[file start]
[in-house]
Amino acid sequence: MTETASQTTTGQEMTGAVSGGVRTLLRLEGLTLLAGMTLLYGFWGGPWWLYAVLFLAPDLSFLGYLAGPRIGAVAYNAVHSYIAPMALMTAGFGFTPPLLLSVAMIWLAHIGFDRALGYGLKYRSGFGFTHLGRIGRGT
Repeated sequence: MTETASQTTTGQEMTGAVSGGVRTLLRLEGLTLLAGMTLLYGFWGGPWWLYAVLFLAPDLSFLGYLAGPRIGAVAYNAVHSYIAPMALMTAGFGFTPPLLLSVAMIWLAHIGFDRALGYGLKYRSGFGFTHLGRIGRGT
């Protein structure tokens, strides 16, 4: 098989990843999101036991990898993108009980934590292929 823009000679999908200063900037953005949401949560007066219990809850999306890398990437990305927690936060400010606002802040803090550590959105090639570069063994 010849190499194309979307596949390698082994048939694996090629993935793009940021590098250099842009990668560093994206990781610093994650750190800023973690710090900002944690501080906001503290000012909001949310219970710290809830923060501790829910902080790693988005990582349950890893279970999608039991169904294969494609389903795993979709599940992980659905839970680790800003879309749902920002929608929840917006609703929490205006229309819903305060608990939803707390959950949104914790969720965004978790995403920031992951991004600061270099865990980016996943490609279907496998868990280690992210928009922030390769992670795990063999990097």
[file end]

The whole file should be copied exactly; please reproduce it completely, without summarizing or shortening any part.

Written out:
[in-house]
Amino acid sequence: MTETASQTTTGQEMTGAVSGGVRTLLRLEGLTLLAGMTLLYGFWGGPWWLYAVLFLAPDLSFLGYLAGPRIGAVAYNAVHSYIAPMALMTAGFGFTPPLLLSVAMIWLAHIGFDRALGYGLKYRSGFGFTHLGRIGRGT
Repeated sequence: MTETASQTTTGQEMTGAVSGGVRTLLRLEGLTLLAGMTLLYGFWGGPWWLYAVLFLAPDLSFLGYLAGPRIGAVAYNAVHSYIAPMALMTAGFGFTPPLLLSVAMIWLAHIGFDRALGYGLKYRSGFGFTHLGRIGRGT
């Protein structure tokens, strides 16, 4: 098989990843999101036991990898993108009980934590292929 823009000679999908200063900037953005949401949560007066219990809850999306890398990437990305927690936060400010606002802040803090550590959105090639570069063994 010849190499194309979307596949390698082994048939694996090629993935793009940021590098250099842009990668560093994206990781610093994650750190800023973690710090900002944690501080906001503290000012909001949310219970710290809830923060501790829910902080790693988005990582349950890893279970999608039991169904294969494609389903795993979709599940992980659905839970680790800003879309749902920002929608929840917006609703929490205006229309819903305060608990939803707390959950949104914790969720965004978790995403920031992951991004600061270099865990980016996943490609279907496998868990280690992210928009922030390769992670795990063999990097």